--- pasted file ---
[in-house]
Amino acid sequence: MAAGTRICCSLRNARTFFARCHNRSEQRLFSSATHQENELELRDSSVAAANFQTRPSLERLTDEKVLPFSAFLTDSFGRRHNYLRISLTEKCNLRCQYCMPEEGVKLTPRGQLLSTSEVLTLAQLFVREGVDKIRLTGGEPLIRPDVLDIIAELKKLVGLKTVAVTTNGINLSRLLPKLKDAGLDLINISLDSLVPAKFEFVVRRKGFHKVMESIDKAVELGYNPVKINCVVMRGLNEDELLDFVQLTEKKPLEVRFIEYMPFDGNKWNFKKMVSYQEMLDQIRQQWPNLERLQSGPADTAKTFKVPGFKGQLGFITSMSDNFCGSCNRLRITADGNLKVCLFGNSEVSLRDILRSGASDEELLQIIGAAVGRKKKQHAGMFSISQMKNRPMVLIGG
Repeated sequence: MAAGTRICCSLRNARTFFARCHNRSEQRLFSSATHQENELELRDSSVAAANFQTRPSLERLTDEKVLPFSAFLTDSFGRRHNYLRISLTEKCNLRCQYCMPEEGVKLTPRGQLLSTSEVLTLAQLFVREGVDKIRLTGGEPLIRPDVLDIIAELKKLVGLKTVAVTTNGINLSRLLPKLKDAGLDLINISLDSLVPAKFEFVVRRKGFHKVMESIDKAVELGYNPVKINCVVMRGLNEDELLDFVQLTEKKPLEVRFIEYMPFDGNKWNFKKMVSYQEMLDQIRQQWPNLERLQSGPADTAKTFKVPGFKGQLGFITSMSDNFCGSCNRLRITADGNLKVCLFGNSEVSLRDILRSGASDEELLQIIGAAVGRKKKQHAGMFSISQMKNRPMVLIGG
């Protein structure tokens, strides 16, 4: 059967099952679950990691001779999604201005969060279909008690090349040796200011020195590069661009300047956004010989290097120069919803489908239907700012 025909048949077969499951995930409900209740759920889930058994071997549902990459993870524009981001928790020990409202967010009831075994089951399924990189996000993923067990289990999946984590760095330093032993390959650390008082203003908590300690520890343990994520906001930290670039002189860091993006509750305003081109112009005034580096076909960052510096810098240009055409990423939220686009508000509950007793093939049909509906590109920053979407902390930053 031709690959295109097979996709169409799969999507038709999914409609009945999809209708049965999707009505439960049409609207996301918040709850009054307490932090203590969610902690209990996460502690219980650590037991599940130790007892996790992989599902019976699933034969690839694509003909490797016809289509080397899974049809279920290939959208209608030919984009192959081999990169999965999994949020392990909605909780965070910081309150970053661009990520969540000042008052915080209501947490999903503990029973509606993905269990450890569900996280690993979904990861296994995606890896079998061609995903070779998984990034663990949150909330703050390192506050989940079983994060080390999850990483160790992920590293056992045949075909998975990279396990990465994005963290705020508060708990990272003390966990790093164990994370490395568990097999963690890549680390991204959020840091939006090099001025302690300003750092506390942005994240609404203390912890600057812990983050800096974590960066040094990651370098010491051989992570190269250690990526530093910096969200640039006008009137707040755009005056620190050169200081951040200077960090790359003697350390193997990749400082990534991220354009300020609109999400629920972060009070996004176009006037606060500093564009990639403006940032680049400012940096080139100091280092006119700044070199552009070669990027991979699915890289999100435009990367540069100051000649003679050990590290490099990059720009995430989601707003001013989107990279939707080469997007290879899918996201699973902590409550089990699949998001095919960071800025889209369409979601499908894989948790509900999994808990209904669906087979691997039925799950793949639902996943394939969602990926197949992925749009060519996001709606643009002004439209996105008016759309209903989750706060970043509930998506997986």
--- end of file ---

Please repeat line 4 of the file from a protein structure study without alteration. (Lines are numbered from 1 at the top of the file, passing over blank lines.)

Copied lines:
């Protein structure tokens, strides 16, 4: 059967099952679950990691001779999604201005969060279909008690090349040796200011020195590069661009300047956004010989290097120069919803489908239907700012 025909048949077969499951995930409900209740759920889930058994071997549902990459993870524009981001928790020990409202967010009831075994089951399924990189996000993923067990289990999946984590760095330093032993390959650390008082203003908590300690520890343990994520906001930290670039002189860091993006509750305003081109112009005034580096076909960052510096810098240009055409990423939220686009508000509950007793093939049909509906590109920053979407902390930053 031709690959295109097979996709169409799969999507038709999914409609009945999809209708049965999707009505439960049409609207996301918040709850009054307490932090203590969610902690209990996460502690219980650590037991599940130790007892996790992989599902019976699933034969690839694509003909490797016809289509080397899974049809279920290939959208209608030919984009192959081999990169999965999994949020392990909605909780965070910081309150970053661009990520969540000042008052915080209501947490999903503990029973509606993905269990450890569900996280690993979904990861296994995606890896079998061609995903070779998984990034663990949150909330703050390192506050989940079983994060080390999850990483160790992920590293056992045949075909998975990279396990990465994005963290705020508060708990990272003390966990790093164990994370490395568990097999963690890549680390991204959020840091939006090099001025302690300003750092506390942005994240609404203390912890600057812990983050800096974590960066040094990651370098010491051989992570190269250690990526530093910096969200640039006008009137707040755009005056620190050169200081951040200077960090790359003697350390193997990749400082990534991220354009300020609109999400629920972060009070996004176009006037606060500093564009990639403006940032680049400012940096080139100091280092006119700044070199552009070669990027991979699915890289999100435009990367540069100051000649003679050990590290490099990059720009995430989601707003001013989107990279939707080469997007290879899918996201699973902590409550089990699949998001095919960071800025889209369409979601499908894989948790509900999994808990209904669906087979691997039925799950793949639902996943394939969602990926197949992925749009060519996001709606643009002004439209996105008016759309209903989750706060970043509930998506997986």